Ron Blue has an investment philosophy you don’t hear very often these days. Specifically, the Founder and Managing Director of Kingdom Advisors says the old proverbs found in the Bible hold the keys to today’s investment success.
Blue began reading and studying the bible only after becoming well-versed in the tenets of financial reporting as a Certified Public Accountant. What surprised him was the degree to which doing either effectively came down to the same basic rules. Blue recently came on Breakout to share some of these proverbs and how their meanings apply to investors of any faith.
1) Establish Written Financial Goals
“The plans of the diligent lead to profit as surely as haste leads to poverty.” -Proverbs 21:5
Write down your end target then determine your steps towards getting there. A little bit at a time, all of the time, is a wiser plan than taken frantic all-or-nothing shots.
2) Save and Invest Before You Spend
“Put your outdoor work in order and get your fields ready; after that, build your house.” -Proverbs 24:27
As Blue puts it, “don’t spend in the short-term because you won’t have it in the long-term.”
3) Keep a Long Term Perspective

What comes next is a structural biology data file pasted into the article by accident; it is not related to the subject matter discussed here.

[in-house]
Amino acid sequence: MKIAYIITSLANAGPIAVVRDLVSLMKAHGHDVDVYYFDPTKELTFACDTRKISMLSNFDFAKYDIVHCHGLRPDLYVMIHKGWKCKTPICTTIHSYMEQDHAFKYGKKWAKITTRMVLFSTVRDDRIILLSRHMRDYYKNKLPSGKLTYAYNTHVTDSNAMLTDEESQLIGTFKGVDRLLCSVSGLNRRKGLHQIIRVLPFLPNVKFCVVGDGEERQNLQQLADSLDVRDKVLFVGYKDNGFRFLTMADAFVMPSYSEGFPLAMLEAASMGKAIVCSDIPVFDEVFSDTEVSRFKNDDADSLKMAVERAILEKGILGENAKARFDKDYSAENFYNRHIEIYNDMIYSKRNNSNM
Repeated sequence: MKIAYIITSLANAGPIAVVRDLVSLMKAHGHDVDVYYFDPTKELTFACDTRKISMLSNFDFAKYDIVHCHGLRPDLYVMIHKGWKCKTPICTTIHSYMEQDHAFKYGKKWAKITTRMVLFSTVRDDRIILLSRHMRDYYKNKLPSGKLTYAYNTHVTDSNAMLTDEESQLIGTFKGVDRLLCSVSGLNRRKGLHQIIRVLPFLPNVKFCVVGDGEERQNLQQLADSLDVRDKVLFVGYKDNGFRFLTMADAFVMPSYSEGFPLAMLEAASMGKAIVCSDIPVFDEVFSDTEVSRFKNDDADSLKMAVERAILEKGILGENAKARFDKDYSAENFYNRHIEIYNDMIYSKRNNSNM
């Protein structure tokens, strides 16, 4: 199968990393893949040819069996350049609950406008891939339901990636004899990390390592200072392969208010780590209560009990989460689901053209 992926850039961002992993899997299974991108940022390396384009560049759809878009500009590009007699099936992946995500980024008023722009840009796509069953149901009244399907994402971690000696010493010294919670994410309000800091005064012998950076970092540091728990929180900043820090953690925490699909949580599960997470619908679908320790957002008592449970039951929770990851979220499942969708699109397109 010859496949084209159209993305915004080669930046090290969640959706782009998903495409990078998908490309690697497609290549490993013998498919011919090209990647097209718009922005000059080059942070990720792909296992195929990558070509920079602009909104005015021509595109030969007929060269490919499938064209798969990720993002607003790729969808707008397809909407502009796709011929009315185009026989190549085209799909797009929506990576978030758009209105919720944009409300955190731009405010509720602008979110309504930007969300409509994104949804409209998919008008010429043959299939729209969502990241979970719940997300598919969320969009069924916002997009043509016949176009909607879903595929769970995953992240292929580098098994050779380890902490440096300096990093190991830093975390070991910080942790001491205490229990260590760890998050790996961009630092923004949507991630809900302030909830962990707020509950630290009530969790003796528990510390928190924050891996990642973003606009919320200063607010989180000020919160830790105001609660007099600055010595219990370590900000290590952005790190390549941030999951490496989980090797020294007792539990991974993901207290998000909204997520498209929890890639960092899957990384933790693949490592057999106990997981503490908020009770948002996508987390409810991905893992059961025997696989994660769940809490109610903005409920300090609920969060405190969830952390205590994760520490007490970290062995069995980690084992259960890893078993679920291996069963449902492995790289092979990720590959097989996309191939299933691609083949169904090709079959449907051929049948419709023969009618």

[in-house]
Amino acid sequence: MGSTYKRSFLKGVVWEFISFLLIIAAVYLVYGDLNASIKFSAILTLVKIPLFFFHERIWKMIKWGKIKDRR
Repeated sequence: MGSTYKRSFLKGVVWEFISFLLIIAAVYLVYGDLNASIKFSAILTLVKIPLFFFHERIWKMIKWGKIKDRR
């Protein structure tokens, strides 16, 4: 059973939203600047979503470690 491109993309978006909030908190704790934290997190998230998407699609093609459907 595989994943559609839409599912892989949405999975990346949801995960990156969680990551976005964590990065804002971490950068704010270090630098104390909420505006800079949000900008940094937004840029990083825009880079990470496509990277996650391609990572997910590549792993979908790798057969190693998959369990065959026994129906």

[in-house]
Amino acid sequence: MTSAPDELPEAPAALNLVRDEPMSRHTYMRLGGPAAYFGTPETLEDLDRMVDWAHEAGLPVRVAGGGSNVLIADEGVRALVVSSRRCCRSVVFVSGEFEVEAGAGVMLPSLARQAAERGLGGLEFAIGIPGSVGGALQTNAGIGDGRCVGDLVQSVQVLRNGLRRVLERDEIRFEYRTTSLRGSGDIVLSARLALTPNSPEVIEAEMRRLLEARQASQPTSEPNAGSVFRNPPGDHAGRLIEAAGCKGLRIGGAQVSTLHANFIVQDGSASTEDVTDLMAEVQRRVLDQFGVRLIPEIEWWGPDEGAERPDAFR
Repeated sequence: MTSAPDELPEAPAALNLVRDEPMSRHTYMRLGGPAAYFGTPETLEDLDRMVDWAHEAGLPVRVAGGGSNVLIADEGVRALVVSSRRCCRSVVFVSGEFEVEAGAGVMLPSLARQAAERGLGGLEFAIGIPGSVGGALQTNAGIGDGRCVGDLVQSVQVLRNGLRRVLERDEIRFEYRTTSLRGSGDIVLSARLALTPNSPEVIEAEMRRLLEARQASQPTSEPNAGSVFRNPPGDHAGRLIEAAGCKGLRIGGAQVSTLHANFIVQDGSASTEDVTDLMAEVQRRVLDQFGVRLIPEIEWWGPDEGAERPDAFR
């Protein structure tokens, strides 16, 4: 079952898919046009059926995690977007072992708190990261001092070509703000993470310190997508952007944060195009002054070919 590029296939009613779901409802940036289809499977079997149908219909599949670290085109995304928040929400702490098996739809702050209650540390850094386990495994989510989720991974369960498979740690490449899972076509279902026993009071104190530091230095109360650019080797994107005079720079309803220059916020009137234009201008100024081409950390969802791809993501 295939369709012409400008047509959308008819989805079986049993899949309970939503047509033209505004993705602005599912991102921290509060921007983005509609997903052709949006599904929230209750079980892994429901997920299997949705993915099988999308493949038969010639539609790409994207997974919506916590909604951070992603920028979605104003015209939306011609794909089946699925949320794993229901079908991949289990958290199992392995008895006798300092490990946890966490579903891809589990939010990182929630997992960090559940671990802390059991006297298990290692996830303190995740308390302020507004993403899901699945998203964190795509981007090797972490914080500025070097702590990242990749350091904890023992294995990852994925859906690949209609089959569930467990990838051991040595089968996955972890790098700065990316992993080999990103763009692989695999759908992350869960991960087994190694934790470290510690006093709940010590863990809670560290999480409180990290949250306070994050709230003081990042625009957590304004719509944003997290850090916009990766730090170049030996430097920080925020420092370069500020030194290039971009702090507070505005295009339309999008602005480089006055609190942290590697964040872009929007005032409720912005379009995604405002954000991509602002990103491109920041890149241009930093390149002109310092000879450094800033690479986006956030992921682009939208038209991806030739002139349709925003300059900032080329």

“Suppose one of you wants to build a tower. Won’t you first sit down and estimate the cost to see if you have enough money to complete it?” -Luke 14:28
In other words, know what you need to set aside to reach your savings goals. Your time frame is going to vary depending what your personal goals. Saving for college may be a 15-year strategy while retirement planning could involve more than 40 years. The runs are different depending on the size of your intended tower.
4) Diversify Your Portfolio
“Divide your portion to seven, or even eight, for you do not know what misfortune may occur on the earth.” -Ecclesiastes 11:2
Even when Ecclesiastes was written 2,500 years ago people needed to have diversification. Blue suggests not just a range of stocks but assets: some venture capital, stocks, bonds and real estate for example, though readers needs may vary. The goal isn’t eliminating failures but anticipating them by having an assortment of investments.
5) Do Not Take on More Risk Than You Can Afford
“I have seen a grievous evil under the sun; wealth hoarded to the harm of its owners.” -Ecclesiastes 5:13
If something sounds too good to be true, it probably is. Nobody knows where the stock market is going to go, says Blue. There is no free lunch. As Blue puts it, “You can’t be guaranteed of returns, and if you’re trying to get that you’re probably taking more risk than you should.”
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